Most people who haven’t struggled with overactive bladder (OAB) wouldn’t associate it with mental anguish. But a new study found that this inconvenient and stressful condition can cause frustration, anxiety, shame, and depression. Learning more about OAB, its effects, and coping methods can improve your physical outcome and mental outlook.
Social and Work Challenges
OAB symptoms revolve around annoying bathroom frequency. Needing to pee too often, you go at least eight times per day. Strong sudden urinary urges strike without warning. If you don’t rush to a toilet quickly, you may have an embarrassing leak. Overnight, you might awaken multiple times to urinate. Untreated overactive bladder can produce high-stress levels. Its symptoms can be detrimental to nearly every aspect of your life. Your fear of being unable to locate restrooms quickly and having accidents in public might make you give up visiting unknown places. Because staying home close to a bathroom is easier, you may skip favorite outings like shopping, movies, concerts, and travel. At work, your productivity might suffer due to persistent bathroom breaks. OAB may influence where you choose to work and how long you stay. In one study, around 16 percent of women and 19 percent of men reported that their bothersome bladder issues contributed to their job or work-hour choices.
Mental and Emotional Effects
You may experience some of these to OAB’s disturbing symptoms. Frustration: The number one consequence of worrying constantly about your aggravating and disruptive symptoms is frustration, according to over 1,100 surveyed middle-aged women. Anxiety: Unfortunately, you can’t predict where and when untimely urges will send you scurrying to a bathroom. Many OAB patients succumb to the incessant fear and anxiety of not being able to get there in time. Shame: OAB isn’t your fault. Around 33 million other Americans have this common medical condition. Yet many report feelings of embarrassment or shame over a private problem that they can’t always keep to themselves. Some admit feeling less attractive or self-confident. Depression: Studies show that suffering from overactive bladder increases your depression risk. Stressing over OAB might promote this mental disorder if you’re vulnerable to it. Depression could intensify low self-respect and social situation avoidance. Because it tends to reduce energy and motivation, depression can make you less likely to seek treatment for your bladder symptoms.
Reclaiming Your Life
If these difficulties sound familiar, expert advice can reduce your stress while increasing your well-being. Seek OAB treatment. You don’t have to live with needing to pee repeatedly at inopportune times. Consult a doctor or urologist for help managing your distressing life-disrupting symptoms. Generic Tolterodine LA calms unwelcome bladder contractions, which reduces frequency and urgency. Combining drug therapy with behavioral modifications can make your treatment more successful. Restrict caffeine, acidic beverage and food, and alcohol consumption. Do pelvic floor exercises. Recognize depression’s warning signs. Symptoms include ongoing sadness, emptiness, lethargy, irritability, and dwindling interest in once-enjoyable activities. You also might experience difficulties concentrating, eating and sleeping habit changes, hopelessness, worthlessness, and suicidal thoughts. Your doctor or mental health provider can diagnose and treat depression. He may prescribe a selective serotonin and norepinephrine reuptake inhibitor (SNRI) like Pristiq (Desvenlafaxine). Prepare for public accidents. Avoid the embarrassment of unpredictable urine leakage wetting your clothes by wearing incontinence pads or adult diapers. Combining comfort with convenience, these products offer peace of mind. Learn stress-management techniques. Deep breathing and meditation can relieve mental tension. Stretch to relax constricted muscles. Regular exercise will decrease your stress while boosting your spirits. Stop negative thinking. Anytime you think you’re the only person with disturbing urinary challenges, realize that millions of your fellow Americans are coping with the same condition.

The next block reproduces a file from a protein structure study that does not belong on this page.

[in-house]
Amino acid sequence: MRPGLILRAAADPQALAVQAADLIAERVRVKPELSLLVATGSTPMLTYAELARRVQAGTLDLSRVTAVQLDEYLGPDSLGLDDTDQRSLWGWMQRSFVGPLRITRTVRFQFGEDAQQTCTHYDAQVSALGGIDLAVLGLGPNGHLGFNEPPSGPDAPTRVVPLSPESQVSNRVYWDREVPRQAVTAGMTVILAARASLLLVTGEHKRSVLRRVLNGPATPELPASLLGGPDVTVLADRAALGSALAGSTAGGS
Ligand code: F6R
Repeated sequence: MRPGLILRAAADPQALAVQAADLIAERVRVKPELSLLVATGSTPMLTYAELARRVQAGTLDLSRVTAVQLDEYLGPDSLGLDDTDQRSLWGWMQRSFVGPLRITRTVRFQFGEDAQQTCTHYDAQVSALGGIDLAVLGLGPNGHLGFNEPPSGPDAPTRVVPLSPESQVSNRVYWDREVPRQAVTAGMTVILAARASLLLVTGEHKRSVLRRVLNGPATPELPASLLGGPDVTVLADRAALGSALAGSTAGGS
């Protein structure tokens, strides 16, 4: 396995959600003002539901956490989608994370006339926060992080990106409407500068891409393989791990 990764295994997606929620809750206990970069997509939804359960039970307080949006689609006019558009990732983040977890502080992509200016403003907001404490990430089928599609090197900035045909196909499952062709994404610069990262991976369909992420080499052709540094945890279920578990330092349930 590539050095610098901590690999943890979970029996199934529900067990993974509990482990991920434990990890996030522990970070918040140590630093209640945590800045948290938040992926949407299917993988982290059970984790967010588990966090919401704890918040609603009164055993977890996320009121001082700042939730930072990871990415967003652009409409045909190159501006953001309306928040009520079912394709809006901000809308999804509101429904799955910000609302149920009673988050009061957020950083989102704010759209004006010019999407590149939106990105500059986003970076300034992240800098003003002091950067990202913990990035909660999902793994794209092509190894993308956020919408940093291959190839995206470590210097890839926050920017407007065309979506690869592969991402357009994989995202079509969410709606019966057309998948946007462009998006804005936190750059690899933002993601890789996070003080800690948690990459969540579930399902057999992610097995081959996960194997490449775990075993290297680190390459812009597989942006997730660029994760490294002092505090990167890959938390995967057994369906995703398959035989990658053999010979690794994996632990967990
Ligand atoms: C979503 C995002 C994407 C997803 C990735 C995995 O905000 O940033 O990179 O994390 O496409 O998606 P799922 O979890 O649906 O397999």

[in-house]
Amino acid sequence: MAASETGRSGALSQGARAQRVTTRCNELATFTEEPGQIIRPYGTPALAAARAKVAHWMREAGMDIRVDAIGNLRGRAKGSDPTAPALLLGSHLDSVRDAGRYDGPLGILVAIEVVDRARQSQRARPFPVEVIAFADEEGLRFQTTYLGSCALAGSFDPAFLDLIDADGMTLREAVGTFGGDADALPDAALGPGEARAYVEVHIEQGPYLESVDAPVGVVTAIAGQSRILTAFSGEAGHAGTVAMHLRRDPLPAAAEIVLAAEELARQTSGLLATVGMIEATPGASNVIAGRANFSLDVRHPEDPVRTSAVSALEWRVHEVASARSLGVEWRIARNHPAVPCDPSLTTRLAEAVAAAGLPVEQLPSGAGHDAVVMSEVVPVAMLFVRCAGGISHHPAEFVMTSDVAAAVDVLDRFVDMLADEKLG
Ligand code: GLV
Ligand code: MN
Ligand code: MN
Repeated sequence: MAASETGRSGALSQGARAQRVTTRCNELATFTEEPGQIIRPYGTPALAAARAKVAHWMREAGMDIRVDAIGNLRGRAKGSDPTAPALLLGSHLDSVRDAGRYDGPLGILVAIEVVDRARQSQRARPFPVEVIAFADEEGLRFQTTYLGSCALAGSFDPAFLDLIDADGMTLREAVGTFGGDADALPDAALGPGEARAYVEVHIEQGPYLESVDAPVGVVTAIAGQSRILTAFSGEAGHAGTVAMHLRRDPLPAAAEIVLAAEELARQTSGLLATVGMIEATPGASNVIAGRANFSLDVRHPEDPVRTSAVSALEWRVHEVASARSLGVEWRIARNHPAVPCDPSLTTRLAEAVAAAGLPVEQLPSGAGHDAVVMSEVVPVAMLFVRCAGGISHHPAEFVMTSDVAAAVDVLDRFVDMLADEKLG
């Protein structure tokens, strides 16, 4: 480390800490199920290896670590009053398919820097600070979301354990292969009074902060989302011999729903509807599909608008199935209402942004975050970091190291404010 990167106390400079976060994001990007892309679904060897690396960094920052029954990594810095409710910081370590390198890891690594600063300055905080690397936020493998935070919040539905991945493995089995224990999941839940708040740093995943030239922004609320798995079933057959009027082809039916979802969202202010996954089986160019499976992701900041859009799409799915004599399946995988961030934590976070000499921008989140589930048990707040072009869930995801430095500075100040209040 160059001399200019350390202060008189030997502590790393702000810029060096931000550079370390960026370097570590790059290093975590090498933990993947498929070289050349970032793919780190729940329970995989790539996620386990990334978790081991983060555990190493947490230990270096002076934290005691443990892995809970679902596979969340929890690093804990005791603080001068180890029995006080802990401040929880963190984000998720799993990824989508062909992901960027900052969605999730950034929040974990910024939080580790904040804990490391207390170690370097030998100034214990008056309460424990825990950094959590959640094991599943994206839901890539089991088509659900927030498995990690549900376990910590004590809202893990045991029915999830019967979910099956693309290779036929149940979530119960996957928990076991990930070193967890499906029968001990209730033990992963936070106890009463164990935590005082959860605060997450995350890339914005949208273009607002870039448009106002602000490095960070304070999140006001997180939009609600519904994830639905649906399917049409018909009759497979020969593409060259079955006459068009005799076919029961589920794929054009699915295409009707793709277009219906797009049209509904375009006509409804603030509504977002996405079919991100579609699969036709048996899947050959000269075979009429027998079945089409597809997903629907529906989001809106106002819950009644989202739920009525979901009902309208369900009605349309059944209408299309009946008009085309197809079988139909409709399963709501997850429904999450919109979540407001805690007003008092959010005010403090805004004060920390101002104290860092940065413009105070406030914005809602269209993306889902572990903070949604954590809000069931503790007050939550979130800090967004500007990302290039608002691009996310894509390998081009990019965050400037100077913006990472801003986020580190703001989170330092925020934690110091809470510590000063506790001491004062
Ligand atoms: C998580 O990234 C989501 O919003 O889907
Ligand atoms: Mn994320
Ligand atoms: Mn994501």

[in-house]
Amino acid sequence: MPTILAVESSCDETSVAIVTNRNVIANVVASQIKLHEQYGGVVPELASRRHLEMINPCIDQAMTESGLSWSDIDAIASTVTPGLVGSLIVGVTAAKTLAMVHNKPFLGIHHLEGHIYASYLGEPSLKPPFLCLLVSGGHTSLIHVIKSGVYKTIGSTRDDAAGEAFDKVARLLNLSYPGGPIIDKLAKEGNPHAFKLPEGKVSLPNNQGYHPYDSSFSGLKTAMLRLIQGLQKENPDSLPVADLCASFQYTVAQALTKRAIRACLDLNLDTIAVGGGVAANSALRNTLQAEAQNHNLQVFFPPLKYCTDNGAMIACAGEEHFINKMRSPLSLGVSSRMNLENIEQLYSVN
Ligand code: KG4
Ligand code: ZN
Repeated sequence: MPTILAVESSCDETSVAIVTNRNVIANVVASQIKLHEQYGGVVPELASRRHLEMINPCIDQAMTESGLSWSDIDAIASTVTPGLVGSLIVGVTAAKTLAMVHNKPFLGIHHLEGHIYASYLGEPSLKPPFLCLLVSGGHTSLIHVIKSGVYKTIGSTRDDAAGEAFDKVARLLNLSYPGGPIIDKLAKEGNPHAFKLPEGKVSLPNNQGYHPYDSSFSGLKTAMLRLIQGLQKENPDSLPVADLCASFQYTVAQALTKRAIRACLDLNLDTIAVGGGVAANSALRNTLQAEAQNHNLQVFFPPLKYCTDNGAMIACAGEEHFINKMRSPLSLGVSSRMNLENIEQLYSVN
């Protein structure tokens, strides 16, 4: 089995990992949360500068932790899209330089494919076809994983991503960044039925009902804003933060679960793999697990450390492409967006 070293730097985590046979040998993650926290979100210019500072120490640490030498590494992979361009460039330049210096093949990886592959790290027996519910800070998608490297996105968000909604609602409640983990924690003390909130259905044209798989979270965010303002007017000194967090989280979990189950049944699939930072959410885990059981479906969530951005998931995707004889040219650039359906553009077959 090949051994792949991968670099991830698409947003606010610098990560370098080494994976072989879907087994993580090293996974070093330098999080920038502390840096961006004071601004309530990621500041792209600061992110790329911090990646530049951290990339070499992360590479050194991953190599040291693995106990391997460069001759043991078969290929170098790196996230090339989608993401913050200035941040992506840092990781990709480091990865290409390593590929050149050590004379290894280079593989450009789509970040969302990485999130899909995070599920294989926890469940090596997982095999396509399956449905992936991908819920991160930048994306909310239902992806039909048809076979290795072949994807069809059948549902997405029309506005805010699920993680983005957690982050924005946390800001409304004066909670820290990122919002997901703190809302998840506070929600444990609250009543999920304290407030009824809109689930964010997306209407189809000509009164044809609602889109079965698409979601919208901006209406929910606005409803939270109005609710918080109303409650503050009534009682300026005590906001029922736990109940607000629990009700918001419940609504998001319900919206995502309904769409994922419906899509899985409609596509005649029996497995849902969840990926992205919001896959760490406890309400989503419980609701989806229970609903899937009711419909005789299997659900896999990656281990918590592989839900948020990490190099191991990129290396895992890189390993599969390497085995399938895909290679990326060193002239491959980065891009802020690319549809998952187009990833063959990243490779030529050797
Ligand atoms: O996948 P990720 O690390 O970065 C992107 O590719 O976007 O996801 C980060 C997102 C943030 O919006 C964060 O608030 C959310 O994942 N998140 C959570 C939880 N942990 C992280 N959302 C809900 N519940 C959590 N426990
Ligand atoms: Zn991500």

Control Urges With Mental Tricks
Overactive bladder may be a physical problem, but psychological management methods can help control your constant need to urinate and ease your stress over having accidents in public. These proven will increase your composure, sense of control, confidence, and well-being. Retrain your brain. Your brain should send signals to dictate when your sphincter relaxes, allowing urine to escape your bladder. But this process malfunctions in OAB patients. With practice, your brain may regain bladder control. Urinate on a pre-set schedule, lengthening the intervals in between gradually. If the urge to pee strikes too soon, the next two approaches may encourage you to disregard that impulse until it subsides. Divert your mind. Whenever you need to go at an inconvenient time, concentrate on a complicated mental task instead. Relax. Breathe deeply to clear your mind. Then imagine yourself on vacation. Activating all of your senses, create a relaxing mental image. If you’re picturing a beautiful beach setting, see the swaying palm trees, smell the salty ocean spray, hear the lapping waves, taste a tropical drink, and feel the warm sand. Be mindful. Choose to notice what you’re experiencing in every moment. Be aware of current sensations, feelings, and thoughts. Then move along to your next set of observations. Realize that urinary urgency is just a physical sensation you can recognize without letting it overwhelm your life.